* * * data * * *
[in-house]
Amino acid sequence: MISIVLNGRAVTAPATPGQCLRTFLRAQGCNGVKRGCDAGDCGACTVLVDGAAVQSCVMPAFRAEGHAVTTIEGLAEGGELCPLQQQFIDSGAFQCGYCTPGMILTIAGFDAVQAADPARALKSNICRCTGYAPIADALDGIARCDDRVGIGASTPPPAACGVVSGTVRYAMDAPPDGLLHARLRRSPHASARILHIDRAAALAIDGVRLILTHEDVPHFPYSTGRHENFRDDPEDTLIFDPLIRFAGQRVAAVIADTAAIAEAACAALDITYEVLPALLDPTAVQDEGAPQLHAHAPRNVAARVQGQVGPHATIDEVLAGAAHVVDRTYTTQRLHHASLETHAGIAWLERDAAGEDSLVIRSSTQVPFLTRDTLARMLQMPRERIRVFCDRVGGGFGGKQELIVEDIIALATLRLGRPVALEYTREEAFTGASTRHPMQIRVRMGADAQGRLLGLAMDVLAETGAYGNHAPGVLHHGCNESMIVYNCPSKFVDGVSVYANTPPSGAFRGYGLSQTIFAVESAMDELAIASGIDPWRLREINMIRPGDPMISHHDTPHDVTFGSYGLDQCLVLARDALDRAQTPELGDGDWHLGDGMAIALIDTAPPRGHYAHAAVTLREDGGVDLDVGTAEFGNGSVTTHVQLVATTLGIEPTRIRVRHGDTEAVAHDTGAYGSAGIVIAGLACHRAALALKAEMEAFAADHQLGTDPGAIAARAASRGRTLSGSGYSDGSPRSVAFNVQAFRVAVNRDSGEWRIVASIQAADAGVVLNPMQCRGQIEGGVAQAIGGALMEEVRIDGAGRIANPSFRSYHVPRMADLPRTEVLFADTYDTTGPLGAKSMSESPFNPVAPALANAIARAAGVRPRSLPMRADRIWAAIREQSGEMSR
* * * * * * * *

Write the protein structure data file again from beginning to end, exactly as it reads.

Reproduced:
[in-house]
Amino acid sequence: MISIVLNGRAVTAPATPGQCLRTFLRAQGCNGVKRGCDAGDCGACTVLVDGAAVQSCVMPAFRAEGHAVTTIEGLAEGGELCPLQQQFIDSGAFQCGYCTPGMILTIAGFDAVQAADPARALKSNICRCTGYAPIADALDGIARCDDRVGIGASTPPPAACGVVSGTVRYAMDAPPDGLLHARLRRSPHASARILHIDRAAALAIDGVRLILTHEDVPHFPYSTGRHENFRDDPEDTLIFDPLIRFAGQRVAAVIADTAAIAEAACAALDITYEVLPALLDPTAVQDEGAPQLHAHAPRNVAARVQGQVGPHATIDEVLAGAAHVVDRTYTTQRLHHASLETHAGIAWLERDAAGEDSLVIRSSTQVPFLTRDTLARMLQMPRERIRVFCDRVGGGFGGKQELIVEDIIALATLRLGRPVALEYTREEAFTGASTRHPMQIRVRMGADAQGRLLGLAMDVLAETGAYGNHAPGVLHHGCNESMIVYNCPSKFVDGVSVYANTPPSGAFRGYGLSQTIFAVESAMDELAIASGIDPWRLREINMIRPGDPMISHHDTPHDVTFGSYGLDQCLVLARDALDRAQTPELGDGDWHLGDGMAIALIDTAPPRGHYAHAAVTLREDGGVDLDVGTAEFGNGSVTTHVQLVATTLGIEPTRIRVRHGDTEAVAHDTGAYGSAGIVIAGLACHRAALALKAEMEAFAADHQLGTDPGAIAARAASRGRTLSGSGYSDGSPRSVAFNVQAFRVAVNRDSGEWRIVASIQAADAGVVLNPMQCRGQIEGGVAQAIGGALMEEVRIDGAGRIANPSFRSYHVPRMADLPRTEVLFADTYDTTGPLGAKSMSESPFNPVAPALANAIARAAGVRPRSLPMRADRIWAAIREQSGEMSR